- Cooperates in the implementation of change.
- Parents, e.g. mom, drops off the cat for the amputation surgery. Hopes for the best. Trusts the medical team.
- If loss is experienced, a change/grief process cycle may kick in. It is easier and faster if the change is accepted as positive and needed, similar to this positive change cycle model here.)
Flexibility/Adaptability to Change: Management
Level 1 – initiates and implements change that positively impacts a department or workgroup
- Champions change by articulating its positive effect
- Parents, e.g. mom, update daughter & family on cat improvements on phone & Google chat. Recovery time is less and no drugs needed this round. Personality is returning to cat within a few days of surgery.
- A new vision that incorporates facts and solid data helps move things along.
Level 2 – initiates and implements change that positively impacts a unit
- Articulates a compelling vision to the members of the organization.
Competencies are outside-in, …guidelines for …learning externally. There is also the inside-out perspective… the benefit of …the struggle.
Competencies are also outside-in; they are guidelines for development in a education and learning externally.
There is also the inside-out perspective, including the developmental benefit of the struggle to learn. Struggle is a part of learning in leadership development. There is the internet story of cocoon to butterfly mortality (or at least interrupted development) described here….
At times, it is important to NOT intervene, lest we stunt the growth of the very person we aim to help, even killing the object of our assistance (or affection) with uninformed kindness. This is the aspect of inside-out development useful for developing emotional muscle or emotional intelligence. It is also a key aspect in the coaching I do, making room for silence at critical times, allowing the shifts and discoveries to happen.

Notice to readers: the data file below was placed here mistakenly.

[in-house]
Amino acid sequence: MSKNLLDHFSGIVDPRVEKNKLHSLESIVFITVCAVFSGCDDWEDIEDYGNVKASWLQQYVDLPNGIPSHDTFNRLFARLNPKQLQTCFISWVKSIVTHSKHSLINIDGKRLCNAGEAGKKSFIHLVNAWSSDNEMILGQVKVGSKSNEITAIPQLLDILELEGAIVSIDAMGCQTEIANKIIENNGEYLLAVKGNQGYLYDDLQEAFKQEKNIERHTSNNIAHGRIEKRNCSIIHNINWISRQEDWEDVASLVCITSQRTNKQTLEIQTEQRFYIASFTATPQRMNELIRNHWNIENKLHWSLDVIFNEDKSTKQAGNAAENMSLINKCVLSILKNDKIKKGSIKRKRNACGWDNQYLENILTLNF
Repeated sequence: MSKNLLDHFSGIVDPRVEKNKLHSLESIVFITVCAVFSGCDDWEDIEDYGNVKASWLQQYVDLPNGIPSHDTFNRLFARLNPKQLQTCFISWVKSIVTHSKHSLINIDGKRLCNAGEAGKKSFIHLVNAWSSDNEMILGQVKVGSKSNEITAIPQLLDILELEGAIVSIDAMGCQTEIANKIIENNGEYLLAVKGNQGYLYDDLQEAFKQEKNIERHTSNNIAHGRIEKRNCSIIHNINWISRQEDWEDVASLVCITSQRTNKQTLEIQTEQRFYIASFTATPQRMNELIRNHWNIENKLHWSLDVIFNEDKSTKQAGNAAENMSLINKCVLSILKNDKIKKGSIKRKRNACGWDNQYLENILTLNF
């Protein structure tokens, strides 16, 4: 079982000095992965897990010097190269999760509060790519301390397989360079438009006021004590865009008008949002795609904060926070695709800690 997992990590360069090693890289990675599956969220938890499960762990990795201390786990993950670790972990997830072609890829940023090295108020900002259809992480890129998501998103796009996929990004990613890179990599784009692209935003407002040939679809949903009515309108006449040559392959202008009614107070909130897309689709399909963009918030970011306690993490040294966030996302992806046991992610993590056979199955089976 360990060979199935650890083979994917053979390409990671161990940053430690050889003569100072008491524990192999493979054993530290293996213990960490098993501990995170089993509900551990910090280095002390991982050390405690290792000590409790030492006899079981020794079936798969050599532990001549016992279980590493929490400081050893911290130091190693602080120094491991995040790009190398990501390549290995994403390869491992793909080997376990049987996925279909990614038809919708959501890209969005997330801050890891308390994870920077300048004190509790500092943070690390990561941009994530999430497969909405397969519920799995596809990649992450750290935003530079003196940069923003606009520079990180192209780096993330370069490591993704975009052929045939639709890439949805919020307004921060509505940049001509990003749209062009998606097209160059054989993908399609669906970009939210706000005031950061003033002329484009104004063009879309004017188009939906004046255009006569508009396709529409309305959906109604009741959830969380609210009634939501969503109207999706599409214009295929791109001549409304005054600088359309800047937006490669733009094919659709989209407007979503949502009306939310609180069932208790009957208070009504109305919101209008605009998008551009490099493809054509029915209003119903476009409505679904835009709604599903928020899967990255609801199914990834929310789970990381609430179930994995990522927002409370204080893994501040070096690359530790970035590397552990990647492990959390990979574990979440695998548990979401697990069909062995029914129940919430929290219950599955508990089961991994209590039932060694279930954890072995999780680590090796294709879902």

Without the struggle, the butterfly does not have the developed strength to live.
For the human example, I offer the story of Nick Vuijicic, a man born without limbs. Excerpted from the video below:
Do you think you have hope? I’m face down. It should be impossible for me to get back up…
If I fail 100 times, do you think I’ll give up? I just want you to know it is not the end. It matters how you finish.
Are you going to finish strong? You’ll find the strength to get back up.
Nick Vujicic, speaking to high school students & more about his life here.
Attitude, feeling, and belief systems are powerful, and transcendent. They are built from many sources, and are responsive to confident, wise leadership. There’s really no ideal wrap-up to the on-going story of managing change beyond Nick’s demonstrated resilency.
As for the point of the struggle, I offer this quote:
“And the day came when the risk it took to remain closed in a bud became more painful than the risk it took to blossom.”
– Anais Nin
Thanks for visiting and joining in the on-line mutual learning community. Comments enrich the conversation. ~ Deb